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In photos posted by Canada's representative office for Syria last night 29 Canadians and permanent residents stranded in Syria were allowed to cross the Lebanese border to take a flight from Beirut to Montreal via Doha.

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A group of 29 Canadian citizens and permanent residents, who were trapped in Syria when borders closed because of the COVID-19 pandemic, arrived in Montreal on Friday after a complex multinational effort to get them out of the war-torn country.

The evacuation was arranged by Canada’s representative office for Syria, which is based in neighbouring Lebanon.

“Last night, 29 Canadians and permanent residents stranded in Syria were allowed to cross the Lebanese border to take a Qatar Airways flight from Beirut to Montreal via Doha,” the office posted on its Twitter account.

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Greg Galligan, the Canadian government’s executive co-ordinator for Syria, wrote on his own Twitter account that it had been “a great collaborative effort” involving Canadian, U.S. and Swiss diplomats. He praised Lebanon’s intelligence service for its assistance, which included opening the country’s border to allow the evacuation to take place.

The Canadians left Syria on Thursday in a convoy of minibuses that carried a total of 90 people, including U.S. and Swiss citizens who had also been trapped in Syria when Lebanon closed its border on March 18 because of the COVID-19 outbreak. Most of the Canadians who made it out were believed to have been visiting family in Syria when the border suddenly closed.

An official at Global Affairs Canada said Canadian officials had dealt only with their Lebanese counterparts during the evacuation and that there had been no direct contact with the regime of President Bashar al-Assad. The Globe and Mail is not identifying the official because they were not authorized to speak publicly about the matter.

Canada closed its embassy in Damascus in 2012, one year into a continuing civil war that has taken more than 500,000 lives.

Though Syria has reported only 124 cases of COVID-19 and six deaths, there are fears that those numbers are inaccurate. Only 64 per cent of the country’s hospitals are currently functioning at pre-war capacity.

In photos posted by Canada’s representative office for Syria, all of the evacuees shown waiting for their flights out of Beirut are wearing masks, and some also appear to have plastic gloves on their hands. The Global Affairs official said all 29 evacuees had been cleared by the Canada Border Services Agency, and paid for their own flights. The official said they would be expected to self-quarantine after arriving in Canada.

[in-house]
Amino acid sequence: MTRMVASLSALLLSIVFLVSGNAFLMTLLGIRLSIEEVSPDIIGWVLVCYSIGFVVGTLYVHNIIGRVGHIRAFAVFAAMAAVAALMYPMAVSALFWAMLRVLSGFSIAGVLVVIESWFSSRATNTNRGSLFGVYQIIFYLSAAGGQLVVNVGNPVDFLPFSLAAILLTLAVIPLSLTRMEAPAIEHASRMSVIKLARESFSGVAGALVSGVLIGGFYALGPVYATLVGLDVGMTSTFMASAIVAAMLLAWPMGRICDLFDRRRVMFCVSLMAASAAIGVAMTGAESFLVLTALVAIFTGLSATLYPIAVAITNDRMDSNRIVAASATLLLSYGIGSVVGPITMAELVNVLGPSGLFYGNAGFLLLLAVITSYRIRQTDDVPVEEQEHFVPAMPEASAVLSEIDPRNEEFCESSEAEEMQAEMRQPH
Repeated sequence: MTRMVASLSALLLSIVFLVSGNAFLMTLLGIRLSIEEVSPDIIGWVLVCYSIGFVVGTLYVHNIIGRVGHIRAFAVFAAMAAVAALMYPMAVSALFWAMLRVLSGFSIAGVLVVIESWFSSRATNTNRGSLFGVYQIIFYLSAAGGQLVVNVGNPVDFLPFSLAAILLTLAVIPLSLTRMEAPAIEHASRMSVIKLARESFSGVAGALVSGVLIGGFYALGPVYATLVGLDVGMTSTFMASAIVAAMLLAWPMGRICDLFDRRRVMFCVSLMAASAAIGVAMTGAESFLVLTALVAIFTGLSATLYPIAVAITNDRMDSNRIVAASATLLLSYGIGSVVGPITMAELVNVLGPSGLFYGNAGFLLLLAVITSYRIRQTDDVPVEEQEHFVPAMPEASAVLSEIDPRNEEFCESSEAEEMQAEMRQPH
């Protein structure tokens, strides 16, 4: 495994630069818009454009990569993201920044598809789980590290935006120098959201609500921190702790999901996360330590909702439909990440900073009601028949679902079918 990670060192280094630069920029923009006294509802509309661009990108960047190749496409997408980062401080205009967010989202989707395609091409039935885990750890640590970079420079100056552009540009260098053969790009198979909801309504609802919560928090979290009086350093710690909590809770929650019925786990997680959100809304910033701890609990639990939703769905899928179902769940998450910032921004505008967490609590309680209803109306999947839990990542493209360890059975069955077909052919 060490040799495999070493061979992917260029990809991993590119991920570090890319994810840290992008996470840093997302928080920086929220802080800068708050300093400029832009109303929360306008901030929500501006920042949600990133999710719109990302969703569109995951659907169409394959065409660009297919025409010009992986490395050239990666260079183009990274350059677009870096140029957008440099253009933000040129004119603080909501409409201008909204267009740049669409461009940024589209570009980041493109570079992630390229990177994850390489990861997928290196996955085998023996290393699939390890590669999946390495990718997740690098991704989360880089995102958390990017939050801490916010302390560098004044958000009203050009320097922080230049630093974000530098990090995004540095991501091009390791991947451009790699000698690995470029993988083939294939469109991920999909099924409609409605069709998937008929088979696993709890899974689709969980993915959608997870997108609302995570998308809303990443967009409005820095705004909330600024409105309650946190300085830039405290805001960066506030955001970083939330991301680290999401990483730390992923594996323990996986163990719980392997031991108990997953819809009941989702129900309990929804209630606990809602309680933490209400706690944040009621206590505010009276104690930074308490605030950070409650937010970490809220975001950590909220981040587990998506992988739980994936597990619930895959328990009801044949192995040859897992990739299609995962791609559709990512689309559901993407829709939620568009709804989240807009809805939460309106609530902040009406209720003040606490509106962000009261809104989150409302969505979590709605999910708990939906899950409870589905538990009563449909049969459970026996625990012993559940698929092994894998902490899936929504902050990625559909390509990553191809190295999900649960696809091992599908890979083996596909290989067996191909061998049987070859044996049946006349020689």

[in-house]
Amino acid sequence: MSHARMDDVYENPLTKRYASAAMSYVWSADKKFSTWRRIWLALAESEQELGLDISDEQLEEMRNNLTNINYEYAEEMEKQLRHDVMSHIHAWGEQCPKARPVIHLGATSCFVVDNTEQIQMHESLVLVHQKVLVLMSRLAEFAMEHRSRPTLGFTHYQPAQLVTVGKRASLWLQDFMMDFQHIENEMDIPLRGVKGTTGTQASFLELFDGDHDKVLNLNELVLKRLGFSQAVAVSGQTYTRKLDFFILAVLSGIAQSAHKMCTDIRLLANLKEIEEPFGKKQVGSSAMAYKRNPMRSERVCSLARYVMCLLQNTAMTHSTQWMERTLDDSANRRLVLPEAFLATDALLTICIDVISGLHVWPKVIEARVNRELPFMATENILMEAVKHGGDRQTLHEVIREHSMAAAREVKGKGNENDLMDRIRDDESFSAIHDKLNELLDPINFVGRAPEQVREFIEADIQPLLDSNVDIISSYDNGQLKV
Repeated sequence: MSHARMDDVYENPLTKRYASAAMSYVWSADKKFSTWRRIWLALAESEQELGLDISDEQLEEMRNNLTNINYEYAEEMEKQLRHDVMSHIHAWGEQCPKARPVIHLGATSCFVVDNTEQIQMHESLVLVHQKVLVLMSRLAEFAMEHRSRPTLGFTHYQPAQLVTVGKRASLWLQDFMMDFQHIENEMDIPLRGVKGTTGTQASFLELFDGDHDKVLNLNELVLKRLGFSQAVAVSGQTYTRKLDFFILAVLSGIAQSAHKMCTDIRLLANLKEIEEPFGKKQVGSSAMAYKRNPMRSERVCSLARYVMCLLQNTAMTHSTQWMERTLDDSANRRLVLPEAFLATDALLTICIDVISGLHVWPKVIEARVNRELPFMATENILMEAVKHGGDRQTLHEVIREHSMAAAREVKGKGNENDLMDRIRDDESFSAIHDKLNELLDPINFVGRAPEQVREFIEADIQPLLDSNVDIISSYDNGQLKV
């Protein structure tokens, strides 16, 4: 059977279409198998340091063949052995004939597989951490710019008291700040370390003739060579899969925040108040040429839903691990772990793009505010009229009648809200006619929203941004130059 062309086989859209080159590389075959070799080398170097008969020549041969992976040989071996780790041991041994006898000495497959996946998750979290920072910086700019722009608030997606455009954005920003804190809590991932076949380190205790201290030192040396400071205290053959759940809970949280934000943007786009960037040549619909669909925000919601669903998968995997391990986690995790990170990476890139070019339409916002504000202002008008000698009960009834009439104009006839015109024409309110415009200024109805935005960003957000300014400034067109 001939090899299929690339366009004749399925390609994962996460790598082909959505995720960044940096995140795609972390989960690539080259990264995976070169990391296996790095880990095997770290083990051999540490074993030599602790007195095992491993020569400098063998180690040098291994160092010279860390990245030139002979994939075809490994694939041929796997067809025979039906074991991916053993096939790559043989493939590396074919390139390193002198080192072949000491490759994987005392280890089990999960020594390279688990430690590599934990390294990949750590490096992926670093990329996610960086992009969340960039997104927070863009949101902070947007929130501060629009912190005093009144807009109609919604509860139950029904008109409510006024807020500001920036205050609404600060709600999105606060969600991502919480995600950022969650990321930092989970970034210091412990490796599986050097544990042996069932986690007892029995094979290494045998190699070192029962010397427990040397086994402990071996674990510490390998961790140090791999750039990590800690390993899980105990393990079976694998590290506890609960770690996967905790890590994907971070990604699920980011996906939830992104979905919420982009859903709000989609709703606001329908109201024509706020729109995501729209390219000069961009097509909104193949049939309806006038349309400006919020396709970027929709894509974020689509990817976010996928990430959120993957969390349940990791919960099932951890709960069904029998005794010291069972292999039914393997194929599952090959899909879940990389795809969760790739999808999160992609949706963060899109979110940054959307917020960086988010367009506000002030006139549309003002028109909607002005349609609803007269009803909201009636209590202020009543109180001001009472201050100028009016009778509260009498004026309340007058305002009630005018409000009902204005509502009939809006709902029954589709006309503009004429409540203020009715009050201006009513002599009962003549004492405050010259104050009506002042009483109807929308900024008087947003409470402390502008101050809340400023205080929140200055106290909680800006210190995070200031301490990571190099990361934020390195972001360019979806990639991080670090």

The evacuees did not include the 47 Canadians – including 13 women and 26 children – who are among tens of thousands of people being held in prison camps in northeastern Syria after being detained in the wake of the collapse of the Islamic State (IS) last year.

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Farida Deif, the Canada director for Human Rights Watch, said Thursday’s evacuation of other Canadian citizens trapped in Syria raised questions about why more couldn’t be done to help those incarcerated in the country’s northeast – especially as there is no medical capacity to deal with a coronavirus outbreak in the region.

The government’s position has been that it’s unsafe to send diplomats to the region where the IS families are being held – meaning that the Canadian citizens among them can only receive consular assistance if and when they somehow escape captivity and reach a Canadian embassy or consulate. While the United States and many European governments have taken similar positions, several countries – including Russia and Turkey – have repatriated their nationals from the prison camps.

“What we’ve seen for the past year is these Canadians have been left in really dire, inhuman conditions in northeast Syria, and there’s been little or no government effort to repatriate them,” Ms. Deif said. “What [Thursday’s evacuation] reveals is that there’s more that could be done.”

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